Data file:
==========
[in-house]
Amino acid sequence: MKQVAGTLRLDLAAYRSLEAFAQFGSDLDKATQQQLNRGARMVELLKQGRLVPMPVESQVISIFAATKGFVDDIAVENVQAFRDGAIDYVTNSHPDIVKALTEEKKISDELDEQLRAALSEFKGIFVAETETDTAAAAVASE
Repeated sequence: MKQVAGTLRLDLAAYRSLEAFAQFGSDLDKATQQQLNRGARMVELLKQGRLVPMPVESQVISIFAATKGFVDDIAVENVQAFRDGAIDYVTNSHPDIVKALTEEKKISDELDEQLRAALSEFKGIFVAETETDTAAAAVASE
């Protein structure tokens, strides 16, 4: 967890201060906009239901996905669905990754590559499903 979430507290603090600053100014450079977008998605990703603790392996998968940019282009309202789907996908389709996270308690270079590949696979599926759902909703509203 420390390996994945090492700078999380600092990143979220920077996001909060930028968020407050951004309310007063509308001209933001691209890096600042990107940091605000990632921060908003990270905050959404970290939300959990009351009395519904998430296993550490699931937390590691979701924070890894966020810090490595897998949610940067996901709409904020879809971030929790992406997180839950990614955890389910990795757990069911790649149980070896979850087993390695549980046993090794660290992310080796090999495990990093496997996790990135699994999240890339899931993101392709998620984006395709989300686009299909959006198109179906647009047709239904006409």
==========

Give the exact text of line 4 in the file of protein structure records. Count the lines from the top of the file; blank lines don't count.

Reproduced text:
């Protein structure tokens, strides 16, 4: 967890201060906009239901996905669905990754590559499903 979430507290603090600053100014450079977008998605990703603790392996998968940019282009309202789907996908389709996270308690270079590949696979599926759902909703509203 420390390996994945090492700078999380600092990143979220920077996001909060930028968020407050951004309310007063509308001209933001691209890096600042990107940091605000990632921060908003990270905050959404970290939300959990009351009395519904998430296993550490699931937390590691979701924070890894966020810090490595897998949610940067996901709409904020879809971030929790992406997180839950990614955890389910990795757990069911790649149980070896979850087993390695549980046993090794660290992310080796090999495990990093496997996790990135699994999240890339899931993101392709998620984006395709989300686009299909959006198109179906647009047709239904006409």